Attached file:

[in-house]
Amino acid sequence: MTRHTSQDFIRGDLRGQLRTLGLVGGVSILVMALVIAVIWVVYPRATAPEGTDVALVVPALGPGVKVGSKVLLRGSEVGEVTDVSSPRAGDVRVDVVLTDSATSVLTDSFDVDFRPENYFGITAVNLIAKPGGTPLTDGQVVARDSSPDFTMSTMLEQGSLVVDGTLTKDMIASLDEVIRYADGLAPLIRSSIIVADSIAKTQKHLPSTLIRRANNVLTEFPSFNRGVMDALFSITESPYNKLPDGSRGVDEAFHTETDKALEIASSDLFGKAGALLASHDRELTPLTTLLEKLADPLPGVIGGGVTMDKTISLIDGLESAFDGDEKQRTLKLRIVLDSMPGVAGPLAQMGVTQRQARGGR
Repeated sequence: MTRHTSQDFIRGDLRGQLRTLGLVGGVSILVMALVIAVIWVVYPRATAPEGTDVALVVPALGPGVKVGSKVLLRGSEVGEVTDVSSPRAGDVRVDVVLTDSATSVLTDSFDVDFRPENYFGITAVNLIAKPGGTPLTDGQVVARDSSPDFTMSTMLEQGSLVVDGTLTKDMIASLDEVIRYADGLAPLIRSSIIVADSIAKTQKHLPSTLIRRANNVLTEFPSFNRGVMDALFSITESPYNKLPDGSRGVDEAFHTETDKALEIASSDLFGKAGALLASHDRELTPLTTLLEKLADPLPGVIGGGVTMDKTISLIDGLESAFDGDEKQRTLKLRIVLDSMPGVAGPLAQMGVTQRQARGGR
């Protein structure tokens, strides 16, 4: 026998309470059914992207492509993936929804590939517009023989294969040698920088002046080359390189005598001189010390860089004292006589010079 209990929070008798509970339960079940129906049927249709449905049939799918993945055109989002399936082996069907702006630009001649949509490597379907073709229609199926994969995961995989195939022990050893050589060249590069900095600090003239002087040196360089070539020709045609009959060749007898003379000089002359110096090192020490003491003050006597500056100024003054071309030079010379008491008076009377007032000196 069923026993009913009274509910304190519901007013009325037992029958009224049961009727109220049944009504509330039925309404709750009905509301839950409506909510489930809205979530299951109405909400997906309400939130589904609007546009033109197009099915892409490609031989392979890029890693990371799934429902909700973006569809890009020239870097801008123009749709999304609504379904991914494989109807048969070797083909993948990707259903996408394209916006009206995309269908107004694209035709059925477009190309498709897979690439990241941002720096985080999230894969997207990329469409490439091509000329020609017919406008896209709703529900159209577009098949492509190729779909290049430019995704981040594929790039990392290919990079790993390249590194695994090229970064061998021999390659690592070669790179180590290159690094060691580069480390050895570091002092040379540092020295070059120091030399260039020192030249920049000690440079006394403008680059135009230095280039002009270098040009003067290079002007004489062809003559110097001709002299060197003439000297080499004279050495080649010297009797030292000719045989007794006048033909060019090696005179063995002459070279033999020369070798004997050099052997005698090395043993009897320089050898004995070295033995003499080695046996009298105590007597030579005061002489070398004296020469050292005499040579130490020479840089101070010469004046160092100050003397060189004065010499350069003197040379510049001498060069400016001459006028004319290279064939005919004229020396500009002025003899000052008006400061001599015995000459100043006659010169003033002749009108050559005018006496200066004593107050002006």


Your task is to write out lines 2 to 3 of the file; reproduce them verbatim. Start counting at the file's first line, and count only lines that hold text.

Amino acid sequence: MTRHTSQDFIRGDLRGQLRTLGLVGGVSILVMALVIAVIWVVYPRATAPEGTDVALVVPALGPGVKVGSKVLLRGSEVGEVTDVSSPRAGDVRVDVVLTDSATSVLTDSFDVDFRPENYFGITAVNLIAKPGGTPLTDGQVVARDSSPDFTMSTMLEQGSLVVDGTLTKDMIASLDEVIRYADGLAPLIRSSIIVADSIAKTQKHLPSTLIRRANNVLTEFPSFNRGVMDALFSITESPYNKLPDGSRGVDEAFHTETDKALEIASSDLFGKAGALLASHDRELTPLTTLLEKLADPLPGVIGGGVTMDKTISLIDGLESAFDGDEKQRTLKLRIVLDSMPGVAGPLAQMGVTQRQARGGR
Repeated sequence: MTRHTSQDFIRGDLRGQLRTLGLVGGVSILVMALVIAVIWVVYPRATAPEGTDVALVVPALGPGVKVGSKVLLRGSEVGEVTDVSSPRAGDVRVDVVLTDSATSVLTDSFDVDFRPENYFGITAVNLIAKPGGTPLTDGQVVARDSSPDFTMSTMLEQGSLVVDGTLTKDMIASLDEVIRYADGLAPLIRSSIIVADSIAKTQKHLPSTLIRRANNVLTEFPSFNRGVMDALFSITESPYNKLPDGSRGVDEAFHTETDKALEIASSDLFGKAGALLASHDRELTPLTTLLEKLADPLPGVIGGGVTMDKTISLIDGLESAFDGDEKQRTLKLRIVLDSMPGVAGPLAQMGVTQRQARGGR